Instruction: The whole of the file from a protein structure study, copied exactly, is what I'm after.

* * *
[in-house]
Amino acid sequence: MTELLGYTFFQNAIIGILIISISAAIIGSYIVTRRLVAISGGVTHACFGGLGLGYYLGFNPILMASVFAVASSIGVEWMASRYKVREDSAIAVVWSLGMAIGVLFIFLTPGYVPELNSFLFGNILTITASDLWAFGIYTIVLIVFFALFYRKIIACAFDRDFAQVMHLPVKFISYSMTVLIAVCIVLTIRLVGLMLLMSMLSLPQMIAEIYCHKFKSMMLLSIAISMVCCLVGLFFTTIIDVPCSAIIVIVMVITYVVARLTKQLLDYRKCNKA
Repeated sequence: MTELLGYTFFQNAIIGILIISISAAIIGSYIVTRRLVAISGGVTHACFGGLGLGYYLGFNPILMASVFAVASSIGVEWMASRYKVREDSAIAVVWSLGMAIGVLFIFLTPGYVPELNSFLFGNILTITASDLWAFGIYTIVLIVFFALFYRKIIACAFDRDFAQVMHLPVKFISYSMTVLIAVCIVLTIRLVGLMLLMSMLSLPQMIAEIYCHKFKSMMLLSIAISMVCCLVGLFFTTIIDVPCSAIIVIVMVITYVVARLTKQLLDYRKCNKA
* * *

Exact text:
[in-house]
Amino acid sequence: MTELLGYTFFQNAIIGILIISISAAIIGSYIVTRRLVAISGGVTHACFGGLGLGYYLGFNPILMASVFAVASSIGVEWMASRYKVREDSAIAVVWSLGMAIGVLFIFLTPGYVPELNSFLFGNILTITASDLWAFGIYTIVLIVFFALFYRKIIACAFDRDFAQVMHLPVKFISYSMTVLIAVCIVLTIRLVGLMLLMSMLSLPQMIAEIYCHKFKSMMLLSIAISMVCCLVGLFFTTIIDVPCSAIIVIVMVITYVVARLTKQLLDYRKCNKA
Repeated sequence: MTELLGYTFFQNAIIGILIISISAAIIGSYIVTRRLVAISGGVTHACFGGLGLGYYLGFNPILMASVFAVASSIGVEWMASRYKVREDSAIAVVWSLGMAIGVLFIFLTPGYVPELNSFLFGNILTITASDLWAFGIYTIVLIVFFALFYRKIIACAFDRDFAQVMHLPVKFISYSMTVLIAVCIVLTIRLVGLMLLMSMLSLPQMIAEIYCHKFKSMMLLSIAISMVCCLVGLFFTTIIDVPCSAIIVIVMVITYVVARLTKQLLDYRKCNKA